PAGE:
Sapphire Bullets of Pure Love is a twenty-second flash of moog underpinned with various guitar, bass and violin feedback. Pure weird as an inclusion ? maybe just offering Hammer somewhere to show off his skills without the pretence of musical relevance, and it sort of leads nicely to the subdued Thousand Island Park, but really a novelty piece like this was not meant to be put in the middle of the album. It's not bad, but novelty pieces go at the start or end, or the start of sides or something ? it's just a terrible place for it.

The one area in which Birds Of Fire really smokes its predecessor is the quality of the acoustic piece. Lush as A Lotus On Irish Streams was, Thousand Island Park has an acoustic guitar-driven attack and sort of American-mysticism flavour. Rick Laird's thick, but delicate upright bass plays off over the top of McLaughlin and Hammer's interweaving acoustic and grand piano lines, coalescing from their tentative interplay into full-speed mystical affairs, challenging each other to come up with something more impressive and yet still delicate, and just about every line is met with something just ever so slightly more distinguished. How do you follow something like that? Apparently with what the CD booklet fairly terms proto-speed metal. Hope is a two minute or so jam, with one very well-played Goodman theme underpinning the whole thing, and a menacing, thick and threatening rhythm section (I mean, OK, the rest of the titles appear very fitting, so I'll forgive them, and in the context of its spiritual trilogy with Sanctuary and Resolution, it seems much more fitting), and a slowly building McLaughlin contribution, along with a flourish or two of twinkling electric piano in all this chaos. Again, a fade; previously, it didn't matter so much, and it's hardly my favourite piece on the album anyway, but really, MO is a jam/jazz-band, and sometimes I want to hear their idea of the conclusion of a piece, not just the two minutes of bleak build-up.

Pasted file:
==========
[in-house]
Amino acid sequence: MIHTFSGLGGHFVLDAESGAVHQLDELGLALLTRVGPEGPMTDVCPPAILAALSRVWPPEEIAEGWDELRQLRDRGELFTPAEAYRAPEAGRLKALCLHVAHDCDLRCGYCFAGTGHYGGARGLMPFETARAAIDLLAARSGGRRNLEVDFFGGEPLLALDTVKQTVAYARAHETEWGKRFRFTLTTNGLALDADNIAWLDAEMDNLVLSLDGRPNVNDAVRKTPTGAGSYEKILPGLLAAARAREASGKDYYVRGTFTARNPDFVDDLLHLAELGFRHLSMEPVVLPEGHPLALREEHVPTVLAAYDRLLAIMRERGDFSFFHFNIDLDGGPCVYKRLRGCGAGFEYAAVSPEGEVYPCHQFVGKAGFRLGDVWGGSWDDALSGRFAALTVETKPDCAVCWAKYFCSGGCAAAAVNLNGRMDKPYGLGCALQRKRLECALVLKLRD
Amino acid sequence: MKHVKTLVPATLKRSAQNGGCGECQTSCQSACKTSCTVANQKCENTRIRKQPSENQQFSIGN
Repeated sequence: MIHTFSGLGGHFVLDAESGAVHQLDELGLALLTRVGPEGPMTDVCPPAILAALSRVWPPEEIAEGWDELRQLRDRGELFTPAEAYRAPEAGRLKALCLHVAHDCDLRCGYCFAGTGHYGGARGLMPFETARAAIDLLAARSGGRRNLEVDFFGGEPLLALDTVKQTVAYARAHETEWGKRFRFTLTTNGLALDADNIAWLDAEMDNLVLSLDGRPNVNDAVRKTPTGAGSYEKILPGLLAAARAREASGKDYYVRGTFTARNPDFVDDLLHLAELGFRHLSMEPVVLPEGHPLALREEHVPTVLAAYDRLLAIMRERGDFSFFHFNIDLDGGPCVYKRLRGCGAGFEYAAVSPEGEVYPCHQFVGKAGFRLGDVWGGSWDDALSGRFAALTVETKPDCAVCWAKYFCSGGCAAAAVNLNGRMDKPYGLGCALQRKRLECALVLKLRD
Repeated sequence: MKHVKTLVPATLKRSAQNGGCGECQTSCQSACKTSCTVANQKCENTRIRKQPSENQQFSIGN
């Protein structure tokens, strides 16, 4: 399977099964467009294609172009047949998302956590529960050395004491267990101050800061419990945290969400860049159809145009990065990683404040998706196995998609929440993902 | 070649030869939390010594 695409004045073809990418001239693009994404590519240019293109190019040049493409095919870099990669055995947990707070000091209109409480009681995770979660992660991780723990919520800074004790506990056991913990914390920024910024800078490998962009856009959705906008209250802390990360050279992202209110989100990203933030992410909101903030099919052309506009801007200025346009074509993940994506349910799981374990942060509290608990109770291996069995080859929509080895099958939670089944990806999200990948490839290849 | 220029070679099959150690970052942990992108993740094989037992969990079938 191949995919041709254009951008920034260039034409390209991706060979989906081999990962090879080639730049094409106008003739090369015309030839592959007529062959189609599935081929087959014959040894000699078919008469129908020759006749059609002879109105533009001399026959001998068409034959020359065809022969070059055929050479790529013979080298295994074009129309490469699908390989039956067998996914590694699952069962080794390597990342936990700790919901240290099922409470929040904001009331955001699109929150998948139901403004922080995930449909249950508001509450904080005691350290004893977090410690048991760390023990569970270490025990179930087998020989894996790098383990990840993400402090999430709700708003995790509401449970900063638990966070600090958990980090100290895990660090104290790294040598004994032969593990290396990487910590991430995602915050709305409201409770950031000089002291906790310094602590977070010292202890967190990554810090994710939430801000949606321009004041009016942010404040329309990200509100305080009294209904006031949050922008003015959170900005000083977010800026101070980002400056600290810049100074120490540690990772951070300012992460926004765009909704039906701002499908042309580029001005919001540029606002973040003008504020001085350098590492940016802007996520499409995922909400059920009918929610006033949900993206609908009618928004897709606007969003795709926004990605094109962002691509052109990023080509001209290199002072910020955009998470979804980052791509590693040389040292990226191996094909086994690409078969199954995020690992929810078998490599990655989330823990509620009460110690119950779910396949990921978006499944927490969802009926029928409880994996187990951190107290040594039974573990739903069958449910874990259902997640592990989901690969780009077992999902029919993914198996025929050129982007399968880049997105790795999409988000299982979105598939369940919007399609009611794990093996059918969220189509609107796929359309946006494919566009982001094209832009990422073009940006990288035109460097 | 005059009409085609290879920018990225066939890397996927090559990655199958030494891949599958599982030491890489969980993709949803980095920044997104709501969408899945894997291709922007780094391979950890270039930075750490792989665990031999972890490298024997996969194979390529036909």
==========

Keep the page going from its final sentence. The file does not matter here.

One Word is probably the album's deciding factor for a listener, I'd guess. Cobham is given centre-stage, with his water-fall flourish turning into a smoking, subtle, brilliantly played and incredibly fast bit of drum soloing over which the rest of the band initially contributes mysterious themes, and then brief quality solos over a good Laird bass. Laird's bass solo is one of the album's better moments, and it's nice seeing his usually masked and murky obligatory bedrock status transformed into a sort of rhythmic lead, with a really nice amount of contrast and a fantastic sound. Great stuff, Mclaughlin puts his pyrotechnics to rest and switches to an upbeat, classy, and fantastic funk-styled tone, which he's able to replace with his archetypal unanticipated solo working off against Hammer (now firmly on moog) and Goodman (a real gem of a distorted violin solo coming off in the mix), and suddenly, a sort of false conclusion leads us onto Cobham completely solo; he's focussed, sharp and continues to give a real impression of musicality. OK, it's not my favourite drum solo ever, it's not even his best solo, and its impact really does depend on whether you're ready for it, but it's good, and the return of the whole unit over this jerky, energetic rhythm and a thin Laird bass which allows Cobham to continue his centrality for brief soloing bursts preparing for different parts of the previous music to be reprised. And we get to see a real ending, which is always great. A very draining piece, and in light of the following piece and its position in the album, its impressiveness and quality is almost excessive. I am actually just taking a break mid review and mid listen to go make coffee so I can treat the following number without my head feeling like it's going to break. A rare occasion where a strong track is a liability, but man, what a liability!